Radar is an object-detection system that uses radio waves to determine the range, altitude, direction, or speed of objects. It can be used to detect, ships, spacecraft, guided missiles, vehicles, weather formations and terrain.
The radar dish (or antenna) transmits pulses of radio waves or microwaves that bounce off objects in their path. The object returns a tiny part of the wave’s energy to a dish or antenna.
Radar was secretly developed by several nations before and during WW2.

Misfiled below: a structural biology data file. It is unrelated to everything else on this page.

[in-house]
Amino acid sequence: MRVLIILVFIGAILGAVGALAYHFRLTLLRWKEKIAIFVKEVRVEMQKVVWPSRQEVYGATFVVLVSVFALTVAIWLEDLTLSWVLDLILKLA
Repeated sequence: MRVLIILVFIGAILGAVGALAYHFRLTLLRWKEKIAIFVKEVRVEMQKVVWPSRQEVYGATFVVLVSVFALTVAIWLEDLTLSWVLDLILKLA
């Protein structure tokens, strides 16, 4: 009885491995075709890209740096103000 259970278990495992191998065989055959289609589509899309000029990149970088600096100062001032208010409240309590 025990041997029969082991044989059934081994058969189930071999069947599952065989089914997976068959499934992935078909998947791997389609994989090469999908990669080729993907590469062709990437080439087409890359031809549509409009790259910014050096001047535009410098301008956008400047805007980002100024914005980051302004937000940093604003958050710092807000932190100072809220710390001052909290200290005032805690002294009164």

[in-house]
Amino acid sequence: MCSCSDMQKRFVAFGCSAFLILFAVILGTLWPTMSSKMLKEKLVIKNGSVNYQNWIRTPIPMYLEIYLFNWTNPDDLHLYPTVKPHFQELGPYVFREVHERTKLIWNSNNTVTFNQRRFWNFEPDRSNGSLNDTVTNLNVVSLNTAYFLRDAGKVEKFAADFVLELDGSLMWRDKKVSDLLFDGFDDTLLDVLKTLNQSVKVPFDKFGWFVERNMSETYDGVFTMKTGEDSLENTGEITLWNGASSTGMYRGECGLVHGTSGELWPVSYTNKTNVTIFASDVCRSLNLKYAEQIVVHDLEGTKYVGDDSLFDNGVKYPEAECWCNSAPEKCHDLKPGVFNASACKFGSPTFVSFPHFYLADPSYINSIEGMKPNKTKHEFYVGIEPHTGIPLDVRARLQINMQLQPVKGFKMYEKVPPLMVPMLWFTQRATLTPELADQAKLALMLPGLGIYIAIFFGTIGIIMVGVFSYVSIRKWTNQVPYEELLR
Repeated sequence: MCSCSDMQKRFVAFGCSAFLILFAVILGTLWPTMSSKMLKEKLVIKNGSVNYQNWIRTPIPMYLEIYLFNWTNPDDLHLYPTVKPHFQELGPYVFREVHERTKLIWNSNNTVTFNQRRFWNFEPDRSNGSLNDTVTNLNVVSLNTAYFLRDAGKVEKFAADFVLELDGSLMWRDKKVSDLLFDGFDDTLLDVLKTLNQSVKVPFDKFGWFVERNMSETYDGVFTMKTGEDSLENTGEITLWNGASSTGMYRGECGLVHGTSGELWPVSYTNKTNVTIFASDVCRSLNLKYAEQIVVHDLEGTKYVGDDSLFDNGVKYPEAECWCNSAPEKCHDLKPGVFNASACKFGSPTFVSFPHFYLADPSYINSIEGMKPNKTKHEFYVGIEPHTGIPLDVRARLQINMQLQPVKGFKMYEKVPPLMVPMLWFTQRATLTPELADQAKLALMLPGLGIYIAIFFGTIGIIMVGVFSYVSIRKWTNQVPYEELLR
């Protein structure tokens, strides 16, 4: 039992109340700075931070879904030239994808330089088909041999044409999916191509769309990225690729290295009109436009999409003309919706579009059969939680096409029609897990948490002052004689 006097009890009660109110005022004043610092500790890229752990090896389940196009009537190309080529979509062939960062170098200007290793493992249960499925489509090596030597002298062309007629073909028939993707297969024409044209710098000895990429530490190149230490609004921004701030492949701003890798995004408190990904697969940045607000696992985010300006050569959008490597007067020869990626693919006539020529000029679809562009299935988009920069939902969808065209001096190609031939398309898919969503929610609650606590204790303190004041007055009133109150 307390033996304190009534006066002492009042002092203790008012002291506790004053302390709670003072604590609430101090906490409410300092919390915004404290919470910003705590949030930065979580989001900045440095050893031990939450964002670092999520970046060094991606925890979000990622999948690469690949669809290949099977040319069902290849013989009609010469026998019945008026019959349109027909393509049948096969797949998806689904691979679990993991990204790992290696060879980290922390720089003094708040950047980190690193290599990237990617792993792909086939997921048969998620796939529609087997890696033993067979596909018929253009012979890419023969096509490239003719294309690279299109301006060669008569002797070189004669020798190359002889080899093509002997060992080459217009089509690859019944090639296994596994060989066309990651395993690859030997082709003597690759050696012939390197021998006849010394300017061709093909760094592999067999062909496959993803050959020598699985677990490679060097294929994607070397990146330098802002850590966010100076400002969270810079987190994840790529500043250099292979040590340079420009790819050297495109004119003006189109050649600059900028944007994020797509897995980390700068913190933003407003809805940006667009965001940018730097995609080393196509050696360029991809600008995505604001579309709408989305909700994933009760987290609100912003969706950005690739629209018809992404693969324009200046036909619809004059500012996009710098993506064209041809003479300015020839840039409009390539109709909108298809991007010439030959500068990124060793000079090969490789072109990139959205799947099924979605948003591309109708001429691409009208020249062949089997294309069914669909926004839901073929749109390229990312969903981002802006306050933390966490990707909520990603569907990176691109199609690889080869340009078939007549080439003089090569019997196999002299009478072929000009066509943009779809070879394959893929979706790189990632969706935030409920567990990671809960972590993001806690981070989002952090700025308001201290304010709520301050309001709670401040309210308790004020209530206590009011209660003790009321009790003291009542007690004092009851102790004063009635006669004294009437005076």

The term RADAR was an acronym coined in 1940 by the US Navy to stand for Radio Detection and Ranging.
This item is a Cavity Magnetron. The plaque beneath the Magnetron reads: 'Magnetron Type E.1189. No.1. The original 10KW pulsed Magnetron for 10 centimetres wavelength.
This valve was the prototype of those used by the Royal Navy and the Royal Air Force. It operated for the first time on the 29th June 1940. GEC Research Laboratory Wembley.'
During WW2, the invention of the Cavity Magnetron provided the Allies with the short-wave portable radar that was desperately needed in order to locate surfaced U-boats in any weather, day or night.